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UMR 5672

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Topological systems

David CarpentierPierre Delplace, Andrei Fedorenko


The topic of Topological Systems refers to a broad class of physical systems, both quantum and classical,  that exhibit unique and robust  properties due to their underlying topology. Topology is a branch of mathematics that deals with properties that are preserved under continuous deformations, such as stretching or bending, but not under more drastic transformations like tearing or gluing. In the context of Topological Systems, the topology of the electronic wavefunctions or other excitations plays a crucial role. It characterizes the arrangement of different states of a system that determines its behavior. 

The famous examples include the topological phases in Quantum Matter, such as topological insulators, the quantum Hall effect and Dirac and Weyl semimetals. Topological materials often possess insulating properties in the bulk but host conducting states on their surfaces or edges, which are protected by certain topological invariants against impurities or disorder. However, there  are also other types of topological systems, whether they are engineered in the laboratory or occur naturally, where the role of topology may differ from its usual role in Quantum Matter.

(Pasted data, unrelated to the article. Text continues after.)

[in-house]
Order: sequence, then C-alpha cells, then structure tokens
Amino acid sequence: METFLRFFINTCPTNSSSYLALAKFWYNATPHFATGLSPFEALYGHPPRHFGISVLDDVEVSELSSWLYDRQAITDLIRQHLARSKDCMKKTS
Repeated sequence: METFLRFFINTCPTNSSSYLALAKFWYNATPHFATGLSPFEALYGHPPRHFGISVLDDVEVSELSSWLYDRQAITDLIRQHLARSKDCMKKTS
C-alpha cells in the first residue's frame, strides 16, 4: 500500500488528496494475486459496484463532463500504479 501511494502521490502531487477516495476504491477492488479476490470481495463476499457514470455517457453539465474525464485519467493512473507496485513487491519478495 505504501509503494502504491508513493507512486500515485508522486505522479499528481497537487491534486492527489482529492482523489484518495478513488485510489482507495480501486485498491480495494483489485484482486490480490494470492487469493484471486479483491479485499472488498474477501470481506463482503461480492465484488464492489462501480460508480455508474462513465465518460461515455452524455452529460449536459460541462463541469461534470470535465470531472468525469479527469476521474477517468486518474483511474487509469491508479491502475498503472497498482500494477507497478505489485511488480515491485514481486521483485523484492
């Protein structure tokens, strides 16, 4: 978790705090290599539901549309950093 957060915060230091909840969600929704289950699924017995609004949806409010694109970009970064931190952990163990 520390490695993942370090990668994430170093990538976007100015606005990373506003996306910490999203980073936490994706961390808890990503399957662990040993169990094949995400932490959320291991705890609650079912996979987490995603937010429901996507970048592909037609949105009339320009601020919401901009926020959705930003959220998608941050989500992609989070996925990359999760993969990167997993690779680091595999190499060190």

We combine various numerical and analytical techniques (adiabatic theory, semiclassical methods, field theory) and draws from mathematics (differential geometry, index theorems) to describe the topological aspects of a wide range of physical systems. We are particularly interested in study the interplay between topological properties and other aspects, such as disorder, nonlinearity, or non-Hermiticity in these systems. In the quantum domain, for example, we are interested in Weyl semimetals, artificial gauge fields with cold atoms, quantum dynamics induced by topological couplings between different degrees of freedom, and the emergence of analog gravitational effects in certain topological materials. In the classical domain, we explore new topological states in mechanics, photonics, acoustics, as well as in fluids, with applications in geophysics and astrophysics involving wave phenomena.